At last – a fancy innovation that makes you want a takeaway salad for lunch. No more purchasing out of a grim sense of duty. This is you racing to get your paws on a salad. You make your order at Bel-Air on its app, which tracks your journey via GPS so the kitchen knows how close you are, and tells them when to start making your salad for ultimate freshness upon collection.
The Bertha oven looks like a crude fusion of a bank safe and that cupboard under your sink with the Wet Wipes in it. But it’s actually a cutting-edge beast: a charcoal grill that reaches 500C and perfects fish fillets in 30 seconds. Black Roe uses both Bertha and a special app that tracks the areas specific fishermen are operating in, so they can source as sustainably as possible.
The making of coffee, once a simple collision of hot water and small brown pebbles, is now frighteningly complex. Nowhere more so than Rawligion, which has London’s first cold-drip tower. Imported from Tokyo, it slowly drops water onto coffee grounds over a number of hours, producing a glorious treacly gloop.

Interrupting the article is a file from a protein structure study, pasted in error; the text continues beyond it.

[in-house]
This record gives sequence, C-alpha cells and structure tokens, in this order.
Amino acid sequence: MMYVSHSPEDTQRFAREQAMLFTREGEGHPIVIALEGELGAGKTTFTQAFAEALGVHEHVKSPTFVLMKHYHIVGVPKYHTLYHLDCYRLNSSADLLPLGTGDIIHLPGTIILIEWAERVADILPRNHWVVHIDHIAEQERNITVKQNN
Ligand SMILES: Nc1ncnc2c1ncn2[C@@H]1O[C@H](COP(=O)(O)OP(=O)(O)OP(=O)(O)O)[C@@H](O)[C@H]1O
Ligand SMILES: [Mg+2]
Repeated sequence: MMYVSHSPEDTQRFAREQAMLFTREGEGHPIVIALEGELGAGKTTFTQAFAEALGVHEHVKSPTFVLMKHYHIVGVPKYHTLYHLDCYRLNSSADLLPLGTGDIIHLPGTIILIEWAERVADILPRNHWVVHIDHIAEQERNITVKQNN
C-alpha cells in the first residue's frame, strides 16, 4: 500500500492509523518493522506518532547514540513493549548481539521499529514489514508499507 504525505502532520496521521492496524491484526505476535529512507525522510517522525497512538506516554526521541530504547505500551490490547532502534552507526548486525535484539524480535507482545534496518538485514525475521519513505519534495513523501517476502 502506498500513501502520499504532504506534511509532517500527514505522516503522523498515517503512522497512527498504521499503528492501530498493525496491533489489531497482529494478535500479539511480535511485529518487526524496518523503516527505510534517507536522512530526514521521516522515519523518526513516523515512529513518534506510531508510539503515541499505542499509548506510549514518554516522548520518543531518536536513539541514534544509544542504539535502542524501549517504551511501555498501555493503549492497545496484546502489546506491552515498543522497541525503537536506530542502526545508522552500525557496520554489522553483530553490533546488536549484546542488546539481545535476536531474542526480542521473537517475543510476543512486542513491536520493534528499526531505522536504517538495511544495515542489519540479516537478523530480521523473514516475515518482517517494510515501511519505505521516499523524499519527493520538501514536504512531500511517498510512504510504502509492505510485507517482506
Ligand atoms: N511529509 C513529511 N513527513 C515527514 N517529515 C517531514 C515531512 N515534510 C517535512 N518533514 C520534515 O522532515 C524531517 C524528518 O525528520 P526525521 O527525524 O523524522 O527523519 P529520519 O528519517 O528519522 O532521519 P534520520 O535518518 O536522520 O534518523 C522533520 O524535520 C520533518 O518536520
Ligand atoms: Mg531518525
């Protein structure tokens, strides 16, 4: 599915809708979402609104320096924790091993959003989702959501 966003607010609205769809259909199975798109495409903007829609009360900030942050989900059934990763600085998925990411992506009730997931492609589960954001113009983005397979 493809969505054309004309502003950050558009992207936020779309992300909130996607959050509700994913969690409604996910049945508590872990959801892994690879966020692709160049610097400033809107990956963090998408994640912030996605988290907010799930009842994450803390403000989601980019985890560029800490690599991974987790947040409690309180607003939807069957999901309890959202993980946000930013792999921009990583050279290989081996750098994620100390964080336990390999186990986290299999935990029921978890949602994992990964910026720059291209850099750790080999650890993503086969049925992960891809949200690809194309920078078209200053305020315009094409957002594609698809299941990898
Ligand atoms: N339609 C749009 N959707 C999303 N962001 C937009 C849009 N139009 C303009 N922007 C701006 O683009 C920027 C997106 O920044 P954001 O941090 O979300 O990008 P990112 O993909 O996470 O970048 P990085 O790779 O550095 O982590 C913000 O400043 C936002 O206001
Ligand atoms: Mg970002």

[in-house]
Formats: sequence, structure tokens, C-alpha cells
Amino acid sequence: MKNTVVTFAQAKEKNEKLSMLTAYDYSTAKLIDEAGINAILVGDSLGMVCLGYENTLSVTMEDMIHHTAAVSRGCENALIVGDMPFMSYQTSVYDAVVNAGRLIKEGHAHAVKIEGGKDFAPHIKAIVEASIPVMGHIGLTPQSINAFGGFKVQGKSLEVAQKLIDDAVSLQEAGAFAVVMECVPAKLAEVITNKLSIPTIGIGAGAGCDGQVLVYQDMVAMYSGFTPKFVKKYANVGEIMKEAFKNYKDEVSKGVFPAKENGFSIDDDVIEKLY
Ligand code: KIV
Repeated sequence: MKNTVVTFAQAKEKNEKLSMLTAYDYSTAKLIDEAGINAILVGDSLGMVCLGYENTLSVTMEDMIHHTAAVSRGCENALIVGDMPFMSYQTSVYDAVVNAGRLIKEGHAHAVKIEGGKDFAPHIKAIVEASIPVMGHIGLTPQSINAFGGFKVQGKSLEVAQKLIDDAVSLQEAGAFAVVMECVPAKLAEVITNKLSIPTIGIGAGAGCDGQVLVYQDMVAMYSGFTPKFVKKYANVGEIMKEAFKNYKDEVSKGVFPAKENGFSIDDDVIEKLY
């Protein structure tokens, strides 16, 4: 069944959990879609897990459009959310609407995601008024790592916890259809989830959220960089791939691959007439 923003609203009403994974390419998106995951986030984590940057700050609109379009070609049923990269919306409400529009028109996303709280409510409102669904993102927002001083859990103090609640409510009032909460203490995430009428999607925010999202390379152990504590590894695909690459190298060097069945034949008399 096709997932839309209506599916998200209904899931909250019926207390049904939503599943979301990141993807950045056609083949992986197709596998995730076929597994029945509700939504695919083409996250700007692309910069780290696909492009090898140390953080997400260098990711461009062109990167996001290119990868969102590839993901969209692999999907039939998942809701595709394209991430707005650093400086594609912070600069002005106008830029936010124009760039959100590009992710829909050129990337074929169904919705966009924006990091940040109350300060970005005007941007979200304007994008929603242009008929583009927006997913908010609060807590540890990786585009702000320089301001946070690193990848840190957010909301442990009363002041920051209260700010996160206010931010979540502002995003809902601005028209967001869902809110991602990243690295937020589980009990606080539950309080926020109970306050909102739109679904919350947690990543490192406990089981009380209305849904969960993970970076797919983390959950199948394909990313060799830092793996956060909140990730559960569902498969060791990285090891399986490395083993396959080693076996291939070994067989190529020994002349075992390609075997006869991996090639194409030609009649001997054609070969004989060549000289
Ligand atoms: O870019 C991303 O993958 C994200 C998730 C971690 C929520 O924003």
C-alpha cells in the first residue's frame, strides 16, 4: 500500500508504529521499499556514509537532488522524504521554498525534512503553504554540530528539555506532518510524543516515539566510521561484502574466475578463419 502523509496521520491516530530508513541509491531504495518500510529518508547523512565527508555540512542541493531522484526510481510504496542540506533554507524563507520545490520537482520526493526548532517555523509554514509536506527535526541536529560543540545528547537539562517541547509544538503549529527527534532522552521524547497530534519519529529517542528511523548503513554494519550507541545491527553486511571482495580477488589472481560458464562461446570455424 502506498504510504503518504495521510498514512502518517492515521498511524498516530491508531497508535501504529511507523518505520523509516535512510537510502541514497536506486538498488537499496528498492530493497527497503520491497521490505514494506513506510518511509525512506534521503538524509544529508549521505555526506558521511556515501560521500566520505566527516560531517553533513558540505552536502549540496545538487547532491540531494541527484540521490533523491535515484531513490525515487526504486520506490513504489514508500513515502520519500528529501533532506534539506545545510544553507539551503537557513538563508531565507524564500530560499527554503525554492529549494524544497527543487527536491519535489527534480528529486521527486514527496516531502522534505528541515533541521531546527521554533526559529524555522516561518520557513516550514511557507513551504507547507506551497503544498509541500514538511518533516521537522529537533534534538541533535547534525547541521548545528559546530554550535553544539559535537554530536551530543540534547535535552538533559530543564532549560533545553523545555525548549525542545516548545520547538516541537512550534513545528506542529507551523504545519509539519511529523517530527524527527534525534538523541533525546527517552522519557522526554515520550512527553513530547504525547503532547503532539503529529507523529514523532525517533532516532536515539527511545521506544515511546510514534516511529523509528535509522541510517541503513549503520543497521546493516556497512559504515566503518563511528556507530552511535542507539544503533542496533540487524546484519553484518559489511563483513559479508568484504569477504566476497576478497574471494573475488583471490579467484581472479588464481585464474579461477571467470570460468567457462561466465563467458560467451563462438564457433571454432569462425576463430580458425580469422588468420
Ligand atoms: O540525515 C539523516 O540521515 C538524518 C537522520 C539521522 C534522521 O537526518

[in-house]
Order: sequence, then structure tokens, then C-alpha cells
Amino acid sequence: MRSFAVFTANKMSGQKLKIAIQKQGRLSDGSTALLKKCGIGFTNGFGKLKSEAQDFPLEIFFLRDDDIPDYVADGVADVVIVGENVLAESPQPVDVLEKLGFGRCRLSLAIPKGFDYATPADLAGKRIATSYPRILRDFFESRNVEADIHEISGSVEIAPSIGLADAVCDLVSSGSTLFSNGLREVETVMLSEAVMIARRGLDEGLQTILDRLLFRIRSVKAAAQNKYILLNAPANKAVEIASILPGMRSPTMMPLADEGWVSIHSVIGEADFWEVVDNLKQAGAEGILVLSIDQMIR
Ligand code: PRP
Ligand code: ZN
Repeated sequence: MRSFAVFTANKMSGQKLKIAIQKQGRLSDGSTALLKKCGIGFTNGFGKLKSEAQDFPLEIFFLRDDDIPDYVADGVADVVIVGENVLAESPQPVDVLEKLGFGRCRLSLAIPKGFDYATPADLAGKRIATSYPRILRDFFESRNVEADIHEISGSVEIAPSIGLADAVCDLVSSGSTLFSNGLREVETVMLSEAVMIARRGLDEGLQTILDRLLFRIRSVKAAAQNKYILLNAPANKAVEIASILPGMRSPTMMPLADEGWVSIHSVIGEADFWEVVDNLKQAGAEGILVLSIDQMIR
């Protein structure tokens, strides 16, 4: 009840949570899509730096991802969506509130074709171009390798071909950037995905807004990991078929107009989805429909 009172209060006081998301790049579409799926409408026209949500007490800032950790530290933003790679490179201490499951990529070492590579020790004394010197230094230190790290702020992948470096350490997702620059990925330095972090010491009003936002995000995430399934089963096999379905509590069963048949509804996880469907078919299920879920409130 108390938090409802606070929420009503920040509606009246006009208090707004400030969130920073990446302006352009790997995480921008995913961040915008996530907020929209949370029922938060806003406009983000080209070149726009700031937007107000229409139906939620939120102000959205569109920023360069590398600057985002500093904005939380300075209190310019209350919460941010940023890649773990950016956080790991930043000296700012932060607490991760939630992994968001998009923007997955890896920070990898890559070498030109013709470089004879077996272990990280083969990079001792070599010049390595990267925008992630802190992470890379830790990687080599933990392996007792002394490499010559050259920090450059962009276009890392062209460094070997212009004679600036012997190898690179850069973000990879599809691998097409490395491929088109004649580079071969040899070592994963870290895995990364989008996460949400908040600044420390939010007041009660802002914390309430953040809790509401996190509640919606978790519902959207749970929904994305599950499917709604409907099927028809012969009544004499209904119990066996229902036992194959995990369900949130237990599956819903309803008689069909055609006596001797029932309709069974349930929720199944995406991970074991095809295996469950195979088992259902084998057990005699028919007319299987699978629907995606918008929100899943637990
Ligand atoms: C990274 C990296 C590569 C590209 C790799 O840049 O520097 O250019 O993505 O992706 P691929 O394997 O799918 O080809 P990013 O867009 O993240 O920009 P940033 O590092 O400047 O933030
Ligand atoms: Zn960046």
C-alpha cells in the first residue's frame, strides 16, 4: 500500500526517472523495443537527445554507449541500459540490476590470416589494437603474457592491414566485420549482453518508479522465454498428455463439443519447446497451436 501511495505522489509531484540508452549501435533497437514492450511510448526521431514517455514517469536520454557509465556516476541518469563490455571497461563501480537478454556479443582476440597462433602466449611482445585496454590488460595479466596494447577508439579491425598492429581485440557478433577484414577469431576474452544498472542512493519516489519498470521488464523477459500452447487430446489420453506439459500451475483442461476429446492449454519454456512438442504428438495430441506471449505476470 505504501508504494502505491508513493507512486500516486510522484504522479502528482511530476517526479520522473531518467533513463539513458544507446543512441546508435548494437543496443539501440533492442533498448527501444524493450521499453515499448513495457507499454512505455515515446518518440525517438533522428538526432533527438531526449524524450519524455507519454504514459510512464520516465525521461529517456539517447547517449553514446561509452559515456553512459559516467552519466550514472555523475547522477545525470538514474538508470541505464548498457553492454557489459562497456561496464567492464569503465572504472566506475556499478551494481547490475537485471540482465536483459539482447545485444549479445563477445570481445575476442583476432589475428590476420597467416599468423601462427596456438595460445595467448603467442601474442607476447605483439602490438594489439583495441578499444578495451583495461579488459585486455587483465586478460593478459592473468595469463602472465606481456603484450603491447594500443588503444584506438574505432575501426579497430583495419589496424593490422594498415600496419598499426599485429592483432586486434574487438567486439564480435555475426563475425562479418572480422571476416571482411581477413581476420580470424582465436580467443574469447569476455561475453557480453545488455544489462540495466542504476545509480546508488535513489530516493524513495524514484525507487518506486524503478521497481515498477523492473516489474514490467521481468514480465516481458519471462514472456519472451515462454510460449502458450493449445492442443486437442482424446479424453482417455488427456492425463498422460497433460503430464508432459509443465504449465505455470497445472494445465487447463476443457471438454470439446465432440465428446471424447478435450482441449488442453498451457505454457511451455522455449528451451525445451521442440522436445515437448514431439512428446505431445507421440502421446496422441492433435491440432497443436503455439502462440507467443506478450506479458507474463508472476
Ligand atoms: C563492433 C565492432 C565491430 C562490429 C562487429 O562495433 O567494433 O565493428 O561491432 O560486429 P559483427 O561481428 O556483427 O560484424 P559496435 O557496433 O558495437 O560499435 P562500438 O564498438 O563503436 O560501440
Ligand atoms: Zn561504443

Don’t leave it to chance. Seize control of your destiny. Pull your own pints. Yes, you’ll never be short-changed by surplus beer froth at Walter & Monty. On arrival you’re given a booze card, the chip on which activates the beer tap on your table. Pour at just the right angle to ensure the ideal amount of golden fizzy honey.
How many restaurants have a three-minute video explaining their ordering system? To simplify: the menu is projected onto your table, and you touch it to make a selection. No waiter storming over and giving you a 25-minute tongue-lashing to “explain our concept”. Just you, your loyal fingers, and a table. You can even watch a live video of the kitchen preparing your food.
An international festival of light
Dinner in a decommissioned 1967 underground carriage
Half-price brunch and a HUGE fried chicken burger